PEOPLE v. DELAROSA

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Supreme Court, Appellate Division, Fourth Department, New York.

PEOPLE of the State of New York, Plaintiff-Respondent, v. Rafael D. DELAROSA, Defendant-Appellant.

Decided: April 28, 2006

PRESENT:  SCUDDER, J.P., KEHOE, SMITH, GREEN, AND PINE, JJ. John E. Tyo, Shortsville, for Defendant-Appellant. R. Michael Tantillo, District Attorney, Canandaigua (Thomas D. Reh of Counsel), for Plaintiff-Respondent.

Defendant appeals from a judgment convicting him, upon his Alford plea, of two counts of robbery in the second degree (Penal Law § 160.10[1], [2] [a] ) and one count of burglary in the first degree (§ 140.30[2] ).   Contrary to defendant's contention, County Court properly determined that the showup identification procedure was not unduly suggestive (see People v. Newton, 24 A.D.3d 1287, 1288, 806 N.Y.S.2d 826), and thus the court properly refused to suppress the identification testimony of the four occupants of the burglarized apartment.   The record establishes that the showup was conducted in geographic and temporal proximity to the crime (see People v. Branch, 24 A.D.3d 1285, 808 N.Y.S.2d 848).   The fact that defendant was in handcuffs standing next to a police officer when viewed by the witnesses does not render the procedure unduly suggestive as a matter of law (see People v. Clark, 26 A.D.3d 743, 810 N.Y.S.2d 264;  People v. Paul, 6 A.D.3d 1129, 1130, 776 N.Y.S.2d 682, lv. denied 3 N.Y.3d 679, 784 N.Y.S.2d 18, 817 N.E.2d 836), nor does the fact that defendant was viewed simultaneously by multiple witnesses (see People v. Zeigler, 299 A.D.2d 910, 911, 752 N.Y.S.2d 449, lv. denied 99 N.Y.2d 586, 755 N.Y.S.2d 723, 785 N.E.2d 745;  People v. Thomas, 105 A.D.2d 1098, 482 N.Y.S.2d 646;  see generally People v. Duuvon, 77 N.Y.2d 541, 545, 569 N.Y.S.2d 346, 571 N.E.2d 654).   There is no indication in the record that any witness influenced another witness during the simultaneous viewing (see Thomas, 105 A.D.2d 1098, 482 N.Y.S.2d 646;  see generally People v. Pross, 302 A.D.2d 895, 896, 754 N.Y.S.2d 792, lv. denied 99 N.Y.2d 657, 760 N.Y.S.2d 122, 790 N.E.2d 296).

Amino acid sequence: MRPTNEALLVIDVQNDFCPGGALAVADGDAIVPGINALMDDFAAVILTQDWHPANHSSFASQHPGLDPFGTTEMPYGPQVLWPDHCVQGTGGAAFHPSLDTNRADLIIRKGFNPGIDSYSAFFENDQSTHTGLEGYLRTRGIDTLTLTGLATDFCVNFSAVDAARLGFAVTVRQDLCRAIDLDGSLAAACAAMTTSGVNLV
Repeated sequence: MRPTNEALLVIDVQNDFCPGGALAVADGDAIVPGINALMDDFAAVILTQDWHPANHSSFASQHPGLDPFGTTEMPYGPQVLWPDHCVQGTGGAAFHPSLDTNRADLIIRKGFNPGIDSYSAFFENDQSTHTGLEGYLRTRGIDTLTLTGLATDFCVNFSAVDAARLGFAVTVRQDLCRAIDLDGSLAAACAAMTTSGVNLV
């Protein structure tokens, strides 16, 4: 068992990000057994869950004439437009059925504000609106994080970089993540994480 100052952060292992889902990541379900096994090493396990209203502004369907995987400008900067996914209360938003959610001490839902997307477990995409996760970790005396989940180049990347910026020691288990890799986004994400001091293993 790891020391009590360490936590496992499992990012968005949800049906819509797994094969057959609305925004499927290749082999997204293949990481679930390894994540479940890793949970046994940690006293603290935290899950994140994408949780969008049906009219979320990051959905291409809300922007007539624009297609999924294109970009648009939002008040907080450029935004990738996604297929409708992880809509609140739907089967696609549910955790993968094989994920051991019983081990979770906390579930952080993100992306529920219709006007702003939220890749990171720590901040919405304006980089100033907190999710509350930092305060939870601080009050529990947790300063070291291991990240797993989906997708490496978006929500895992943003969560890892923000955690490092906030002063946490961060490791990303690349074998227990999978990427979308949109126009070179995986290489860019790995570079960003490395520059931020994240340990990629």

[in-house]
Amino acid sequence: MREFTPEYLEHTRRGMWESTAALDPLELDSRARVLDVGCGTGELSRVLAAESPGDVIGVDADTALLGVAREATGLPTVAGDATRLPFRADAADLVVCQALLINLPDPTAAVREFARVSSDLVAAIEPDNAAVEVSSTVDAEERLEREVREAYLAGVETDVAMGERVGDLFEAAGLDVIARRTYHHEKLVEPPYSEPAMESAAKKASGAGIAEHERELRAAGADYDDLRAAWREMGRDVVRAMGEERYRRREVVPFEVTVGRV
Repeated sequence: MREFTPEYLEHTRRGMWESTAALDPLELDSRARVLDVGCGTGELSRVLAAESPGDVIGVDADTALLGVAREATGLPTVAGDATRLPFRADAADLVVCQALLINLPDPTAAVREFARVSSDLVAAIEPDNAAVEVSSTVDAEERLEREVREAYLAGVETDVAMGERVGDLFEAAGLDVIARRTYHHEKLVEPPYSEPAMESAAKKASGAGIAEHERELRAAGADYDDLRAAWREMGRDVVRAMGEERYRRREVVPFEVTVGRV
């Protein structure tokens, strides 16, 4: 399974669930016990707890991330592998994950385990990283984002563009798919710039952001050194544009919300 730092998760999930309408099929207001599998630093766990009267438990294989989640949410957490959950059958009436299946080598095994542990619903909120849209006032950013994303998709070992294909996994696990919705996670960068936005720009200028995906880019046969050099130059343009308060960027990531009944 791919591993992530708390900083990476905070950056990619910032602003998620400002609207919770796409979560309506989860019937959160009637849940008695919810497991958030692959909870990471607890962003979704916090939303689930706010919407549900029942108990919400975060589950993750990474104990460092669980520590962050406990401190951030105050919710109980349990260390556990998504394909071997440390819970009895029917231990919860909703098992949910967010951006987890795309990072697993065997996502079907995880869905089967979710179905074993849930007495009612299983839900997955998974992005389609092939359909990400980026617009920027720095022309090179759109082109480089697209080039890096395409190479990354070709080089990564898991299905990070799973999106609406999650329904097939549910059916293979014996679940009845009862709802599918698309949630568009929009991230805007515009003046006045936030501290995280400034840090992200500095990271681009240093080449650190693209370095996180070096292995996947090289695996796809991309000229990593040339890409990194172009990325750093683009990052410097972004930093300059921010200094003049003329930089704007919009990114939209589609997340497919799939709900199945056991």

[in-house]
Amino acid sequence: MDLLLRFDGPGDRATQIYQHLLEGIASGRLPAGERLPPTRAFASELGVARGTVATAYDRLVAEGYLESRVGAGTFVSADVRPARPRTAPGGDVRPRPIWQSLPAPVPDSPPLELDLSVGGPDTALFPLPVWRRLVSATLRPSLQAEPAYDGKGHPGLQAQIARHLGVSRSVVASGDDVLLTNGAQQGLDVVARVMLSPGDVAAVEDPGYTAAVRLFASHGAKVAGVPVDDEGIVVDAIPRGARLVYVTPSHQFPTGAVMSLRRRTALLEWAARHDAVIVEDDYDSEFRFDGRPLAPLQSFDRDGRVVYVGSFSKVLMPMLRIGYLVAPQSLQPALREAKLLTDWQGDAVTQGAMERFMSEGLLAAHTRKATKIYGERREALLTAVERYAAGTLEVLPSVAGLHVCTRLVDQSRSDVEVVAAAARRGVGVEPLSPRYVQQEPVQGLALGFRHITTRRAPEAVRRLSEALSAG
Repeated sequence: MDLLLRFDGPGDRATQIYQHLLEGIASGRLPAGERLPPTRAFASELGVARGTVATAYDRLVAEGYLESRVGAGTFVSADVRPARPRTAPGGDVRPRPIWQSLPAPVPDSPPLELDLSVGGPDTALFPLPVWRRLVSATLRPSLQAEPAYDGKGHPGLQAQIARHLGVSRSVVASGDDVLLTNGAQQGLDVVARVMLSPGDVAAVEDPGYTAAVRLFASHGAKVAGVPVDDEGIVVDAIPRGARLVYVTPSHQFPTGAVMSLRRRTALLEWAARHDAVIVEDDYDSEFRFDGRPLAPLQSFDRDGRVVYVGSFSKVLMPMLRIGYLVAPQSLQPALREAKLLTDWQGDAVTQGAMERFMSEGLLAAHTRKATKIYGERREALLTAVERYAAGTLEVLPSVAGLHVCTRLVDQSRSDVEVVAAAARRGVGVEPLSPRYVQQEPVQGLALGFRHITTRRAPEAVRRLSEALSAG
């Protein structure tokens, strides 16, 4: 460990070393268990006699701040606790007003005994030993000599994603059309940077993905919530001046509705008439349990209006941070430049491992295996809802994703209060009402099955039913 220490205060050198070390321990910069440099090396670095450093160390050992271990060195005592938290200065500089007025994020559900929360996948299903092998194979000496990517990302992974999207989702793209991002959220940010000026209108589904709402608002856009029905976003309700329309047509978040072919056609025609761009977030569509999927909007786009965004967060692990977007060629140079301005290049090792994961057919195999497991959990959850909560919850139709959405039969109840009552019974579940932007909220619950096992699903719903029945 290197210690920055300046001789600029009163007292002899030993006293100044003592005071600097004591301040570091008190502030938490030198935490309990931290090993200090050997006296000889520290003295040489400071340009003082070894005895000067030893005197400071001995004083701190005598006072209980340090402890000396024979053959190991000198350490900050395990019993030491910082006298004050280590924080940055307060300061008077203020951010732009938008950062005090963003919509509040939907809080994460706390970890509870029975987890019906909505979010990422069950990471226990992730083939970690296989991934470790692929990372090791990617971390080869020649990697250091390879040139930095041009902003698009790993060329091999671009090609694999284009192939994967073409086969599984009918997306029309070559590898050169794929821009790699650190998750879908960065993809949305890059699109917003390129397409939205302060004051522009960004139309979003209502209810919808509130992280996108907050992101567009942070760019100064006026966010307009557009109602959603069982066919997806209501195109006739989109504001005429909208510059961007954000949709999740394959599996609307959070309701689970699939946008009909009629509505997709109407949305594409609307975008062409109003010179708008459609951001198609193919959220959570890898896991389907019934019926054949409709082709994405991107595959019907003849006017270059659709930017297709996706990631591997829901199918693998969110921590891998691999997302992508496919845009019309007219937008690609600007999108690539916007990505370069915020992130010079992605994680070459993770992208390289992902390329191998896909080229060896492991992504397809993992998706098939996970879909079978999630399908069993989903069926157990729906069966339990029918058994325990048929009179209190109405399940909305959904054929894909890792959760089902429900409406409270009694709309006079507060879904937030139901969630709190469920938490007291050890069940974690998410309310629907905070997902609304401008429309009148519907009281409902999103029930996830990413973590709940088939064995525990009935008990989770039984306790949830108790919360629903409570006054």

The court also properly refused to suppress the tangible evidence seized by the police.   We conclude that the officers had probable cause to arrest the suspects for robbery based upon the contents of the 911 telephone call and police dispatches and the officers' observations at the scene (see People v. Hamilton, 17 A.D.3d 1052, 1053-1054, 793 N.Y.S.2d 653;  People v. Jones, 155 A.D.2d 889, 547 N.Y.S.2d 722, lv. denied 75 N.Y.2d 814, 552 N.Y.S.2d 564, 551 N.E.2d 1242), and we further conclude that the officers had probable cause to search the vehicle for fruits of that robbery, weapons used by the suspects, or other evidence of the crime (see People v. Shabazz, 289 A.D.2d 1059, 735 N.Y.S.2d 691, cert. denied 537 U.S. 1165, 123 S.Ct. 976, 154 L.Ed.2d 903, affd. 99 N.Y.2d 634, 760 N.Y.S.2d 717, 790 N.E.2d 1146, rearg. denied 100 N.Y.2d 556, 763 N.Y.S.2d 814, 795 N.E.2d 40;  People v. Langen, 60 N.Y.2d 170, 181-182, 469 N.Y.S.2d 44, 456 N.E.2d 1167, cert. denied 465 U.S. 1028, 104 S.Ct. 1287, 79 L.Ed.2d 690).   Although defendant further contends on appeal that the court “should have suppressed [his] statement,” we note that the court essentially did so, based on the People's concession that the statement was elicited after defendant had invoked his right to remain silent.   Finally, the sentence is not unduly harsh or severe.

It is hereby ORDERED that the judgment so appealed from be and the same hereby is unanimously affirmed.

MEMORANDUM: